Sunday, May 28, 2006
The Rat in My Plum Tree
Now, about the rat in my plum tree... No, first, let me tell you of an incident when I was visiting a farm in the vicinity recently to repair a barn owl box. The farmer and his wife were present, and she began to say how wicked it was that farmers killed magpies, which, for her, was a beautiful bird. The farmer, wiser than I, remained silent, while I tried to explain about "pest" species which are listed in the Wildlife Act. To no avail, of course. This incident set me thinking about our inconsistent attitude to wildlife. We like ladybirds and butterflies, but we detest "creepy crawlies" (personally, I think that woodlice - did you know they are crustaceans? - are cute, and earwigs have a lot going for them, too, as long as they are not in your salad). Ask any dog or cat lover if their pets have souls and they will say yes; ask them if worms or spiders have souls and watch their facial expression. So, it seems we do divide the animal kingdom into the ones we like and the ones we detest, and there doesn't seem to be much logic in our attitude.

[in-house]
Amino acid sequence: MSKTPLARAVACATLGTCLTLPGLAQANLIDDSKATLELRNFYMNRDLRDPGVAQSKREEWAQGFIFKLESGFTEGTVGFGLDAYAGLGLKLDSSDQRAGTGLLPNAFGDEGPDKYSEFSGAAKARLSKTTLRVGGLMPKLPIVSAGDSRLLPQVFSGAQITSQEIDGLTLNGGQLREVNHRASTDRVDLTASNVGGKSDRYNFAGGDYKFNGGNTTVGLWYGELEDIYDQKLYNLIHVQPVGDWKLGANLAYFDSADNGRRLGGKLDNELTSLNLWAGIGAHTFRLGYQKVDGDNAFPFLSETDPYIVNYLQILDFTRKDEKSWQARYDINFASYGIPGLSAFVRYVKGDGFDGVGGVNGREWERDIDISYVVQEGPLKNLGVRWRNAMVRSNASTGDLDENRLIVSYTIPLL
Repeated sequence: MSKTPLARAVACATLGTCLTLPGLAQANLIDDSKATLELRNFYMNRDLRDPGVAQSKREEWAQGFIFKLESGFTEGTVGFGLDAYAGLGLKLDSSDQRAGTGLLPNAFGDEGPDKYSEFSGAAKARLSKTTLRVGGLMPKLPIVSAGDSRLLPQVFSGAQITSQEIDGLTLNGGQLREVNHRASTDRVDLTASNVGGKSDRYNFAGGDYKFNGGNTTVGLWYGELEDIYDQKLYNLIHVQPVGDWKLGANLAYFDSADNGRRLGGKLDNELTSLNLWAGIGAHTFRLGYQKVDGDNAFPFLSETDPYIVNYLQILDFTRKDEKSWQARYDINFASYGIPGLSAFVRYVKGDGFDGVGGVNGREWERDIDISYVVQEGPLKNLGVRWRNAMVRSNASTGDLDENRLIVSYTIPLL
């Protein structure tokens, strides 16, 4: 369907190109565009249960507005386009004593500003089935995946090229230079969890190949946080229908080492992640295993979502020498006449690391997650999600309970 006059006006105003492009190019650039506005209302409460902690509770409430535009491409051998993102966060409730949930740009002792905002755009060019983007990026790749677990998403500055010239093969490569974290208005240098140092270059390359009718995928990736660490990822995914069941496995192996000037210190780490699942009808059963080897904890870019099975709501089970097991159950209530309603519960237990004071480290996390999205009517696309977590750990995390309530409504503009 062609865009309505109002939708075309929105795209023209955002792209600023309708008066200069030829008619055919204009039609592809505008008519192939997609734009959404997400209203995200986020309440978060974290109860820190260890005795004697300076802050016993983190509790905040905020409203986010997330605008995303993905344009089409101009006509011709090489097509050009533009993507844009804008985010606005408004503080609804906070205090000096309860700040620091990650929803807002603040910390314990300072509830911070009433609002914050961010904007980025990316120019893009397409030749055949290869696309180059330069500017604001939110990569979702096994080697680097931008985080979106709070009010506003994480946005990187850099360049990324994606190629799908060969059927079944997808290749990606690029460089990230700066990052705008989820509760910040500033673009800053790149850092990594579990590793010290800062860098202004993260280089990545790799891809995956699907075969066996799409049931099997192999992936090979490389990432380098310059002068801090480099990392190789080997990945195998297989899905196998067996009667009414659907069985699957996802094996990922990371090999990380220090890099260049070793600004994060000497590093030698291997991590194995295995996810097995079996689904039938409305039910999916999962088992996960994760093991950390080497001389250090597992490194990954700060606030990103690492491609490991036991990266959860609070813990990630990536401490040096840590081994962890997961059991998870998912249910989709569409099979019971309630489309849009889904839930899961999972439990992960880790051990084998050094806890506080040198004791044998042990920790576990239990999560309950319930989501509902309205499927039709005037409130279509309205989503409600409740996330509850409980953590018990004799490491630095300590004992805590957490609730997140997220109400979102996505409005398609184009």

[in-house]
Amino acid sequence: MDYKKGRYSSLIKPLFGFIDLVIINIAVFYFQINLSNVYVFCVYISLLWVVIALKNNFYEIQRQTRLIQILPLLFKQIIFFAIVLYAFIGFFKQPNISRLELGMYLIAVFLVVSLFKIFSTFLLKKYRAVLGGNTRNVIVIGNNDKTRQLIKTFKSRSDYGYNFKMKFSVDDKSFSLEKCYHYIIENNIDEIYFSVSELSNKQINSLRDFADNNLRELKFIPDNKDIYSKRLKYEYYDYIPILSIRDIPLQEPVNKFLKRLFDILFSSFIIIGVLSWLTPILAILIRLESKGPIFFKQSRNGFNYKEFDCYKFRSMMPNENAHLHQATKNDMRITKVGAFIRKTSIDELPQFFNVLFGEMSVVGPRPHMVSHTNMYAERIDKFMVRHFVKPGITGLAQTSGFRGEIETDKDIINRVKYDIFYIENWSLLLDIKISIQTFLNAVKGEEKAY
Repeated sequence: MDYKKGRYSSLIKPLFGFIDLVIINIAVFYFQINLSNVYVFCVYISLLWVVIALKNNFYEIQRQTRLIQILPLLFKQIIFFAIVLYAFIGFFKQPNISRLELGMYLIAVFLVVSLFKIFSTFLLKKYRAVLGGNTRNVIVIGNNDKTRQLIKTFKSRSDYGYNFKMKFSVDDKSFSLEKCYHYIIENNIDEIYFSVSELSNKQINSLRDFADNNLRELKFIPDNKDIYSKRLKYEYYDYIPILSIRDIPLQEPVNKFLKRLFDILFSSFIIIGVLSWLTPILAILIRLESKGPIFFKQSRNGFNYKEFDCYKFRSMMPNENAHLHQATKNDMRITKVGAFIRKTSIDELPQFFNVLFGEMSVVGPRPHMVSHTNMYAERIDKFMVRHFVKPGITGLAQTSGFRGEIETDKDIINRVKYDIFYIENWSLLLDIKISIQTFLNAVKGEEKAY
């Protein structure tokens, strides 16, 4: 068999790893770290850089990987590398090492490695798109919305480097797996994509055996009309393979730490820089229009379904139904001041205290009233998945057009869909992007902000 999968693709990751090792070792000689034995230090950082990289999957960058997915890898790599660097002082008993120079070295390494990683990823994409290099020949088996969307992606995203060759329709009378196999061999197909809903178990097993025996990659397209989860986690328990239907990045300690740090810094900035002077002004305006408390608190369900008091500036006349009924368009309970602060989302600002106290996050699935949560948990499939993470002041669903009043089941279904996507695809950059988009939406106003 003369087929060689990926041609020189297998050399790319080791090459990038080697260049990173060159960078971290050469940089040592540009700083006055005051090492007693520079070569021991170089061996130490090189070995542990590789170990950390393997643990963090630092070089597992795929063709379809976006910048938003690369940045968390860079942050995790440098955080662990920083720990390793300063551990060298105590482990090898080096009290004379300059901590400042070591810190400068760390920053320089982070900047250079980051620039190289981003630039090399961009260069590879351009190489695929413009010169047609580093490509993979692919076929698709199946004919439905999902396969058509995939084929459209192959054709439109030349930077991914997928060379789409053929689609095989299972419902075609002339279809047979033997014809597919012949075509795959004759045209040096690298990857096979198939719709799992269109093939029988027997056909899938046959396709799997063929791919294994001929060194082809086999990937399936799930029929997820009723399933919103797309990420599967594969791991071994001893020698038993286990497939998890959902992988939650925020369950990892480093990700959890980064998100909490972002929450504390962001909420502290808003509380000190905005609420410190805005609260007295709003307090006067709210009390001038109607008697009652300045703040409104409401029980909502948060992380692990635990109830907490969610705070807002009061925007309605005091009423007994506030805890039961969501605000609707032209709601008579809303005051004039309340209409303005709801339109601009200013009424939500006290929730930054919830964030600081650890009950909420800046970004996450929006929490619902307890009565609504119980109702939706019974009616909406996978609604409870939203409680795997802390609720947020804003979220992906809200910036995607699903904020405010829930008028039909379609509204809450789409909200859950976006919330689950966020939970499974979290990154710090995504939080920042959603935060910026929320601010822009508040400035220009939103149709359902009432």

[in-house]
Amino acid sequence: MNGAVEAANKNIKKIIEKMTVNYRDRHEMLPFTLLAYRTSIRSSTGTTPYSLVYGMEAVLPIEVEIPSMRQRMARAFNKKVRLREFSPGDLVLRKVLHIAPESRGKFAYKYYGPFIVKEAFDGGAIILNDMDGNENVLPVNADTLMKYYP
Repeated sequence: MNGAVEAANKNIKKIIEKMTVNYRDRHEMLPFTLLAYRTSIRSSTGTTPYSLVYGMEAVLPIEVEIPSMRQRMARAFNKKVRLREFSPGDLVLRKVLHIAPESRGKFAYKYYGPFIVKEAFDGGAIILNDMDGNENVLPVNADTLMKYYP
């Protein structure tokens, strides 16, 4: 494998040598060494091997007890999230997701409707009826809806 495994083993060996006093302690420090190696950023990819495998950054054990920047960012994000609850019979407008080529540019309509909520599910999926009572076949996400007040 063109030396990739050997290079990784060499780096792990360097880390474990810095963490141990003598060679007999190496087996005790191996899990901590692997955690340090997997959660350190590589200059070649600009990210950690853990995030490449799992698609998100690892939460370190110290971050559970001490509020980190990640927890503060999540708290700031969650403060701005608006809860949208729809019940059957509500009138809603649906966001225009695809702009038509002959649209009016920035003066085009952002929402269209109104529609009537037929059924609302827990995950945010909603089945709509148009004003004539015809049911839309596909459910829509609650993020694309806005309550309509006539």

Which brings me back to the rat in my plum tree. The plum tree, old and crumbling, stands outside my back door and is a wonderful place to hang bird feeders. I have seen wood mice scurrying between its roots, and for a while, a splendid russet-backed bank vole was in residence there too (I am not clever enough to say if any of the woodmice were yellow-necked mice; apparently the latter are larger, but you can't see the yellow neck. Yep). I love the wood mice and I loved the bank vole. But last week a rat appeared, feeding from the tray of one of the feeders. The only missile to hand was an empty wine bottle, which I hurled at the creature, causing the rat to scamper and the bottle to smash on a paving stone, thereby giving me a nasty clearing-up job to do. It's a big rat. It's a nasty rat. Ah, but why is it a nasty rat? Why of the rodents that visit my garden do I love them all except for the rat? Is it something in the folk memory about rats being the bearers of plague? But it's a brown rat, for goodness' sake, not a black rat. Illogical or what? I need to have another chat with that farmer's wife.